Major, and restrictive changes are made to the refusal grounds. Most changes, but not all, do not apply to applications under Appendix FM (Family Route), Appendix AF (Armed Forces), Appendix EU (EU Settlement Scheme), Appendix EU (Family Permit), Part 11 (Asylum) (except paragraph 352ZH, 352ZP, 352J and 352U), Appendix S2 Healthcare Visitor and Appendix Service Providers from Switzerland.
- There are new discretionary grounds for refusal or cancellation for customs breaches, rough sleeping or being involved in a sham marriage. Rough sleeping is particularly nasty, considering that some end up rough sleeping as a direct result of Home Office hostile environment policies.
- There is a mandatory ground of refusal for those who have been convicted and sentenced to 12 months or more imprisonment; those who are persistent offenders; and those who have caused serious harm, seemingly without time-limit. In the past, persistent offending and causing serious harm was a discretionary ground. In addition, those sentenced to 12 months or more imprisonment would have their applications refused for 10 years “only”.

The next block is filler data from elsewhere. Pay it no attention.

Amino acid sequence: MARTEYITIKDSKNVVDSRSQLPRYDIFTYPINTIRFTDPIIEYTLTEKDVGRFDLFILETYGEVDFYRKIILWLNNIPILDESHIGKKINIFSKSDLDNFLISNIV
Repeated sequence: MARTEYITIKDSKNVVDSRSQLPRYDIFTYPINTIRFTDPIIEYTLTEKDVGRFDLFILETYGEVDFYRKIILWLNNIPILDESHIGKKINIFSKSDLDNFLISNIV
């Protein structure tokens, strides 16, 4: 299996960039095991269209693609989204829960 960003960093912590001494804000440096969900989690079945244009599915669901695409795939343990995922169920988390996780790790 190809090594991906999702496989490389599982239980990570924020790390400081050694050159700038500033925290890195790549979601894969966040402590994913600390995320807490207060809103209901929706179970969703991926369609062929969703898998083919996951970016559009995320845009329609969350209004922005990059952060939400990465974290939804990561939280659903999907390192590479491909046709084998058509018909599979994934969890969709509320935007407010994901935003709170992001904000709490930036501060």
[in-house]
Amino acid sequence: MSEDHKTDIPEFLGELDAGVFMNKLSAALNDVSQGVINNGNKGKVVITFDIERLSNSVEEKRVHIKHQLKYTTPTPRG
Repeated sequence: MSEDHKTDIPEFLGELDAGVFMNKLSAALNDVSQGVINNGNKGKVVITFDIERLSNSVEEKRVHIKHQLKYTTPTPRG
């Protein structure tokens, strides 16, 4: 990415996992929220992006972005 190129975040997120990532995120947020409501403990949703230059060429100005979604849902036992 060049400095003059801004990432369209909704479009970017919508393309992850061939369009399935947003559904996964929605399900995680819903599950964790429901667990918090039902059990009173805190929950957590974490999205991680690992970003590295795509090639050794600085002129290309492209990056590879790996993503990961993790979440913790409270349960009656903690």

- Sentences of less than 12 months imprisonment, and non-custodial sentences and out-of-court disposals recorded on an applicant’s criminal records, will be fatal for a period of 12 months for visitors and others applying for entry for less than 6 months. For other applicants, those lesser sentences will be discretionary grounds for refusal.
- On a more positive note, false representations are now discretionary, rather than mandatory, grounds for refusal, unless “the decision-maker can prove that it is more likely than not that the applicant used deception”.
For the majority of routes, the English language requirement is amended to:
- allow applicants to only prove the required level of English once
- introduce Malta as a “majority speaking English language country”